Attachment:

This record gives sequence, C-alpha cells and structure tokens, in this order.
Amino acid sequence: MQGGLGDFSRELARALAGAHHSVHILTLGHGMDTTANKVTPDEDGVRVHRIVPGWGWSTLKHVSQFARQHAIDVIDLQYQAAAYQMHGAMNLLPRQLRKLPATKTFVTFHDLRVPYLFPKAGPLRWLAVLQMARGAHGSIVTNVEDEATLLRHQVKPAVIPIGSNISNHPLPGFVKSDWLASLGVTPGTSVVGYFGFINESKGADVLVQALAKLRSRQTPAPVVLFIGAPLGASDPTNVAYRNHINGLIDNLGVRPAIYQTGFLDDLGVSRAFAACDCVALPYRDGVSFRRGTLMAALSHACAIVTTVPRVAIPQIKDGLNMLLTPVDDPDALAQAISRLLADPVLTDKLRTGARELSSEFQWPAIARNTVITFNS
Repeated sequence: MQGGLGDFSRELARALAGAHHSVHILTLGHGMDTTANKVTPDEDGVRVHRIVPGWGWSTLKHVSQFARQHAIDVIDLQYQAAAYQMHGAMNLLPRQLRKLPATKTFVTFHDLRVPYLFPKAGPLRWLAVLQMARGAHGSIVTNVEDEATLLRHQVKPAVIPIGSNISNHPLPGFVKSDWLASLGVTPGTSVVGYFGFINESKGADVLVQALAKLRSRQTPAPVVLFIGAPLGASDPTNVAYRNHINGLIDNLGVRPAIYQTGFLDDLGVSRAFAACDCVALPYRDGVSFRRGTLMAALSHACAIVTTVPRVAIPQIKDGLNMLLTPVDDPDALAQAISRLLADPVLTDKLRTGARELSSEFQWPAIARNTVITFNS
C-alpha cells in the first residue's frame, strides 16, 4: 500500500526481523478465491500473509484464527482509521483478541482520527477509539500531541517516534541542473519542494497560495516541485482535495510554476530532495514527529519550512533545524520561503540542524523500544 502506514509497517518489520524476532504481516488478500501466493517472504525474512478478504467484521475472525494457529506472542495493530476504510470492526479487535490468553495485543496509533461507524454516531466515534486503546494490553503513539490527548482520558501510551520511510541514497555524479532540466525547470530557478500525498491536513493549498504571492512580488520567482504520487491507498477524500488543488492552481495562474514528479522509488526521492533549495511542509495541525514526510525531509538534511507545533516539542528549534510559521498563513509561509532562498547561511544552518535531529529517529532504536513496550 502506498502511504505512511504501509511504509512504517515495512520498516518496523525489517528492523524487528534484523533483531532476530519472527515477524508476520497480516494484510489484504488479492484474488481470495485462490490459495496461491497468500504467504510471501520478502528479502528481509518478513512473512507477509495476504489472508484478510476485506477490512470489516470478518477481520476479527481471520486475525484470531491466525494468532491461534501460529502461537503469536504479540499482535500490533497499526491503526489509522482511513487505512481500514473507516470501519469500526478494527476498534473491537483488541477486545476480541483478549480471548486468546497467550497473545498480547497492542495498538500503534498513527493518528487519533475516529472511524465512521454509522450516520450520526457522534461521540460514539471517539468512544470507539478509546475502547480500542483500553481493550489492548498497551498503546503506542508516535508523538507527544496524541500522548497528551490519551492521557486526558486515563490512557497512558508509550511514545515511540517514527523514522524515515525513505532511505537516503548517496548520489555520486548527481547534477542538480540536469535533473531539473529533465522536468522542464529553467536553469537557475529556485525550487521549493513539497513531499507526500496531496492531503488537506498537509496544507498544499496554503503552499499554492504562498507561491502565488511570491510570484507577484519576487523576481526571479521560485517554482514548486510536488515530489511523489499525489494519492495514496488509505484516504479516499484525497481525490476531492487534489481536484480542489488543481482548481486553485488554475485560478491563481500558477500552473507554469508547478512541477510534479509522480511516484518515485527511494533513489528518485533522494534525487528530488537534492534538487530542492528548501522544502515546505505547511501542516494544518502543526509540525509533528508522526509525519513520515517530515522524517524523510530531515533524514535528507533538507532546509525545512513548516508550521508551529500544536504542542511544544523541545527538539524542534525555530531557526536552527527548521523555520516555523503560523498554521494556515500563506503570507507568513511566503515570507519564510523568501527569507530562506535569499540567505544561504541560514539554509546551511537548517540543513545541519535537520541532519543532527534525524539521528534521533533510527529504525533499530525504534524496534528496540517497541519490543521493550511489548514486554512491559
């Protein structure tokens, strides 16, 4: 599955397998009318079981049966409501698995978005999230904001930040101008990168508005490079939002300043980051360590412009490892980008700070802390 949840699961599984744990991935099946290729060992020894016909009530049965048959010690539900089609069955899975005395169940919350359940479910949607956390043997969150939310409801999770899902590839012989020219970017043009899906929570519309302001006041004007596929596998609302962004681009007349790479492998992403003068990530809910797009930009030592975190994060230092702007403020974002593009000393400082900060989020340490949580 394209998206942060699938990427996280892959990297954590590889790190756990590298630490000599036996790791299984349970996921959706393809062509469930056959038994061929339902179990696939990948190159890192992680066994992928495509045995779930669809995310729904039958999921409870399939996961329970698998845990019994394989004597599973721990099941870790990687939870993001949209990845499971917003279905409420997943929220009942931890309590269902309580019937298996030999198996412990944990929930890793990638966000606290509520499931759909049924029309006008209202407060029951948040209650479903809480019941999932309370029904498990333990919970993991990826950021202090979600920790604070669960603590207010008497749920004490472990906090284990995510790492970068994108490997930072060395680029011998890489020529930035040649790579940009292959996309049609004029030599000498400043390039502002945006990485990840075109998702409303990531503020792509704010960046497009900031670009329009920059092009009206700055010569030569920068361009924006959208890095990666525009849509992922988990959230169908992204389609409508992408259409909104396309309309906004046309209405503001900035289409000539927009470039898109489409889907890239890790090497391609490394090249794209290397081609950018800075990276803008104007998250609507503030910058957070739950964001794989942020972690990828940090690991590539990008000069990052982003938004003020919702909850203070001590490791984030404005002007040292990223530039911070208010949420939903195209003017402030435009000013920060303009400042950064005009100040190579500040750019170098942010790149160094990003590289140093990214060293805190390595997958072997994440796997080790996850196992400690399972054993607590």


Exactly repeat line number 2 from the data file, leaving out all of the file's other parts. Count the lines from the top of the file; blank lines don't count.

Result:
Amino acid sequence: MQGGLGDFSRELARALAGAHHSVHILTLGHGMDTTANKVTPDEDGVRVHRIVPGWGWSTLKHVSQFARQHAIDVIDLQYQAAAYQMHGAMNLLPRQLRKLPATKTFVTFHDLRVPYLFPKAGPLRWLAVLQMARGAHGSIVTNVEDEATLLRHQVKPAVIPIGSNISNHPLPGFVKSDWLASLGVTPGTSVVGYFGFINESKGADVLVQALAKLRSRQTPAPVVLFIGAPLGASDPTNVAYRNHINGLIDNLGVRPAIYQTGFLDDLGVSRAFAACDCVALPYRDGVSFRRGTLMAALSHACAIVTTVPRVAIPQIKDGLNMLLTPVDDPDALAQAISRLLADPVLTDKLRTGARELSSEFQWPAIARNTVITFNS